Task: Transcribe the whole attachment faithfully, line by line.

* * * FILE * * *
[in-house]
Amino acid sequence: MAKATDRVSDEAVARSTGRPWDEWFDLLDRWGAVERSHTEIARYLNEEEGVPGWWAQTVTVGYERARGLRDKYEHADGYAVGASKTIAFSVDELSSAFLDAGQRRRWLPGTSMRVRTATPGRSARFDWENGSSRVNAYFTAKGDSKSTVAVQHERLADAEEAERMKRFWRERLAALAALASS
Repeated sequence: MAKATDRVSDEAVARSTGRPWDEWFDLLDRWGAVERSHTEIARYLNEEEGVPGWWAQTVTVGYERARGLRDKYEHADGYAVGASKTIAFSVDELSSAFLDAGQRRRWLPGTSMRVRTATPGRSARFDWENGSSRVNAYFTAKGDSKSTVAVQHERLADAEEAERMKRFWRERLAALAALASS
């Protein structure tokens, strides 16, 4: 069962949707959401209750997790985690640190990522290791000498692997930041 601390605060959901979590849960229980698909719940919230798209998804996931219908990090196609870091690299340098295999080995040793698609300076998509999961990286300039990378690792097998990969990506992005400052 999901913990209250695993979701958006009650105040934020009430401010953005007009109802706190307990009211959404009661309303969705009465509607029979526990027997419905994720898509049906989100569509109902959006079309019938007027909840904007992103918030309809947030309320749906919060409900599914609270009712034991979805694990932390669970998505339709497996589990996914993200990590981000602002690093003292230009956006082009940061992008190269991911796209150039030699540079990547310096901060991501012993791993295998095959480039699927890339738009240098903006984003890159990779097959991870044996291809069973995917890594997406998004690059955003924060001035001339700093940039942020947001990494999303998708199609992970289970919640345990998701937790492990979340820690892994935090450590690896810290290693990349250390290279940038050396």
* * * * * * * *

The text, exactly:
[in-house]
Amino acid sequence: MAKATDRVSDEAVARSTGRPWDEWFDLLDRWGAVERSHTEIARYLNEEEGVPGWWAQTVTVGYERARGLRDKYEHADGYAVGASKTIAFSVDELSSAFLDAGQRRRWLPGTSMRVRTATPGRSARFDWENGSSRVNAYFTAKGDSKSTVAVQHERLADAEEAERMKRFWRERLAALAALASS
Repeated sequence: MAKATDRVSDEAVARSTGRPWDEWFDLLDRWGAVERSHTEIARYLNEEEGVPGWWAQTVTVGYERARGLRDKYEHADGYAVGASKTIAFSVDELSSAFLDAGQRRRWLPGTSMRVRTATPGRSARFDWENGSSRVNAYFTAKGDSKSTVAVQHERLADAEEAERMKRFWRERLAALAALASS
């Protein structure tokens, strides 16, 4: 069962949707959401209750997790985690640190990522290791000498692997930041 601390605060959901979590849960229980698909719940919230798209998804996931219908990090196609870091690299340098295999080995040793698609300076998509999961990286300039990378690792097998990969990506992005400052 999901913990209250695993979701958006009650105040934020009430401010953005007009109802706190307990009211959404009661309303969705009465509607029979526990027997419905994720898509049906989100569509109902959006079309019938007027909840904007992103918030309809947030309320749906919060409900599914609270009712034991979805694990932390669970998505339709497996589990996914993200990590981000602002690093003292230009956006082009940061992008190269991911796209150039030699540079990547310096901060991501012993791993295998095959480039699927890339738009240098903006984003890159990779097959991870044996291809069973995917890594997406998004690059955003924060001035001339700093940039942020947001990494999303998708199609992970289970919640345990998701937790492990979340820690892994935090450590690896810290290693990349250390290279940038050396």